Parent Handbook

Reading Music

Since the music in Book 1 is fairly simple, parents, you have a long period of time to master the basic music reading skills. Your child will learn the pieces mostly by ear, that is, from hearing the CD. The more your child hears the CD, the easier it is for him to reproduce the pieces and the less help they will need. You also don't need to know much about reading rhythm. Again, the children get that from hearing the CD. So, what you do need to know is how to read pitch (where the note is located on the piano).

You will need to read music well enough to: 1) Be sure your child is starting on the correct note. 2) Help her if s/he gets stuck 3) Be able to play each piece slowly with each hand. Parents are not expected to play hand together.

Since we play with two hands, pianists read two “clefs.” The treble clef is for the upper half of the piano (C1 and up) and is usually played by the right hand. (However, there are pieces in Book 1 where the left hand plays notes in the treble). The bass clef is for the lower half of the keyboard and usually played by the left hand (C1 and down).

The keyboard Each key on the keyboard has a letter and a number or name. Each entire octave (8 notes) starting with C has its own name (identified by a letter or number). So, the C in the middle of the piano, under the writing, is called C1. Each note within that octave also is called a one (D1,E1,F1,G1,A1,B1) At the next note C, the number changes so that the note after Bl is C2 and all the next notes in that octave are "2s". The treble clef octaves are given numbers. The bass clef octaves are given names. So, the C below C1 is called small C and all the notes in that octave are called "small" (small D, small E small F etc). Below that is the "great" octave and below that the "contra" octave. This way, we can identify any note on the keyboard easily.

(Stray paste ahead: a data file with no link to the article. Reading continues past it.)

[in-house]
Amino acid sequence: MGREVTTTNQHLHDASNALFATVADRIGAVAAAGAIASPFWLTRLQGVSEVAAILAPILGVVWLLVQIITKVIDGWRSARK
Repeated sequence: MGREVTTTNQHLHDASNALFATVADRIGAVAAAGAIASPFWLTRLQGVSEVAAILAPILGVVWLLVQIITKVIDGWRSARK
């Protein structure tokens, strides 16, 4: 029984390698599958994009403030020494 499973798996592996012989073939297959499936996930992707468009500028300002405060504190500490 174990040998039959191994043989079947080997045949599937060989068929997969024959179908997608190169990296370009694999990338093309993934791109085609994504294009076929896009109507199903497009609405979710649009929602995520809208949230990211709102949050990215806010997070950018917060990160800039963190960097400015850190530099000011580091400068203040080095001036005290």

When music is written (notated) for two hands which will play together, it is written on the "grand staff", which uses both clefs at the same time. The staff for each clef is joined by a brace which indicates that both treble and bass are played on the same instrument.

As you go to the next line up, you play the next white note on the piano, going up (to your right). And the next space is the white note after that...In Book 1, almost all the pieces start on and use one of the following notes in the right hand. So, to figure out how to play the right hand, find the starting note and then go up or down the lines and spaces to find the next note. After you find the first note, you don't really need to know the names of the other notes, just how close or far apart they are and whether they go up or down. (We always read music left to right).

Written Music = Symbols Composers use to Communicate

Composers use notes and other symbols on a staff to pass on what they intended. The horizontal and vertical lines above make up a treble staff (for higher notes) and a bass staff (for lower notes). Each line and each space on the staff stands for a particular pitch (sound), and they are named A through G. The sharp and flat symbols tell you to raise or lower the pitch by 1/2 step (or one semi-tone) from its natural pitch.

PITCH & RHYTHM - Notes have different values and are drawn as whole notes, half notes (held for half as long), quarter notes, etc. Their different values tell how long to hold it. When a note is drawn on a certain line or a space, it tells what pitch to play. Music is read just like we read words: from left to right, top to bottom. Once you learn to read the language of music, you can play or sing a tune or song just like you read a favorite book!

BOOK ONE IS FOR THE PARENT- The score (music) for Book 1 is not for your child. You can mark it up in any way which helps you. You can write all the names of the notes above them, or just the few that you need. You can circle the intervals (distances between the notes) that you have found difficult to remember. It is important that you spend some time by yourself at the piano when your child isn't around, figuring out the next piece, so that when the child needs help, you can give it easily instead of struggling to figure it out on the spot. Do not show your child Book 1 as they are playing. Keep the music in your lap or at your side. He needs to use his ears. In Book 2, he will get his own reading book (not the Suzuki book), but will still need your help learning the Suzuki pieces. By Book 3, your child will be able to help himself read the pieces and you will help very little.

Music reading is not difficult, it just takes a little time and patience to master a new written language. The notes on the page (score) are really a map of what you are going to play. As in reading words, the more you practice the easier it becomes. If you spend 10 minutes after your child has gone to bed, in a few weeks you will have mastered the rudiments of reading music.